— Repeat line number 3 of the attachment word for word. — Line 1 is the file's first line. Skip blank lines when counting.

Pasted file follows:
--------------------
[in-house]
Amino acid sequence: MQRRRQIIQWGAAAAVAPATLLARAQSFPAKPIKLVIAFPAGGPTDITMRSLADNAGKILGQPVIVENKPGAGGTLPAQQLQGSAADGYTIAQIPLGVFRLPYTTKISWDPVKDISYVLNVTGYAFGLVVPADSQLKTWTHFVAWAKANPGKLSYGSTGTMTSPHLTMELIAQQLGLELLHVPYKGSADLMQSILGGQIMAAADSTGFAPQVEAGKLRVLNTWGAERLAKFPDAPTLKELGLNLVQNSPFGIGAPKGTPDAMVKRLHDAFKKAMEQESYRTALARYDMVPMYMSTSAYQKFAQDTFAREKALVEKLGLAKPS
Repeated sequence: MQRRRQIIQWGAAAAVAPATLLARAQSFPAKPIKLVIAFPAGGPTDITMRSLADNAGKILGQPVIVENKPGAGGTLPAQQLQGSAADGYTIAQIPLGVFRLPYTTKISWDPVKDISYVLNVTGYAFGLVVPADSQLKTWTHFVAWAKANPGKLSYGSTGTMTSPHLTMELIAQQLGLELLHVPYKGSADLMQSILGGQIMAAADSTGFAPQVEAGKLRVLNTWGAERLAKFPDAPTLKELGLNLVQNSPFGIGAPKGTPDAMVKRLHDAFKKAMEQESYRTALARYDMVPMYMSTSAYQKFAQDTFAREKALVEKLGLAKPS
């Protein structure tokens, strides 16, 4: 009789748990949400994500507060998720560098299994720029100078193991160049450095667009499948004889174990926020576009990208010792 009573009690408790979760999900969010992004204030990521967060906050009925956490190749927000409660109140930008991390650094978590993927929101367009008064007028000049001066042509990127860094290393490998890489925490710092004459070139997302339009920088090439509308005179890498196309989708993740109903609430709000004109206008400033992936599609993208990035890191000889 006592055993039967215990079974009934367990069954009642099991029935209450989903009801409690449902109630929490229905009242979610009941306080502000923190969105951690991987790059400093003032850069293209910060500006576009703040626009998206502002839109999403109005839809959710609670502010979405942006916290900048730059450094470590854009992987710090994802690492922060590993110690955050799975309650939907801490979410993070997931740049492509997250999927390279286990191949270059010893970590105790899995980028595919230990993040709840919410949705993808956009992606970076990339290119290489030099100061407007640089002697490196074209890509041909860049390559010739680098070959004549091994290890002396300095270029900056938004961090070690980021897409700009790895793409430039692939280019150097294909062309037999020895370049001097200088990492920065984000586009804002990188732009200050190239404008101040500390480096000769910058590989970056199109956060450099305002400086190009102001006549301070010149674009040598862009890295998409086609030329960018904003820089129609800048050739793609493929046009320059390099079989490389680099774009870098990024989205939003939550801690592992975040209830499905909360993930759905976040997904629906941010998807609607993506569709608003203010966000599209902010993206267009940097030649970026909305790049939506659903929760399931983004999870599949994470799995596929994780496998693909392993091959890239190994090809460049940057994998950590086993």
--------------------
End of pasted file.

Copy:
Repeated sequence: MQRRRQIIQWGAAAAVAPATLLARAQSFPAKPIKLVIAFPAGGPTDITMRSLADNAGKILGQPVIVENKPGAGGTLPAQQLQGSAADGYTIAQIPLGVFRLPYTTKISWDPVKDISYVLNVTGYAFGLVVPADSQLKTWTHFVAWAKANPGKLSYGSTGTMTSPHLTMELIAQQLGLELLHVPYKGSADLMQSILGGQIMAAADSTGFAPQVEAGKLRVLNTWGAERLAKFPDAPTLKELGLNLVQNSPFGIGAPKGTPDAMVKRLHDAFKKAMEQESYRTALARYDMVPMYMSTSAYQKFAQDTFAREKALVEKLGLAKPS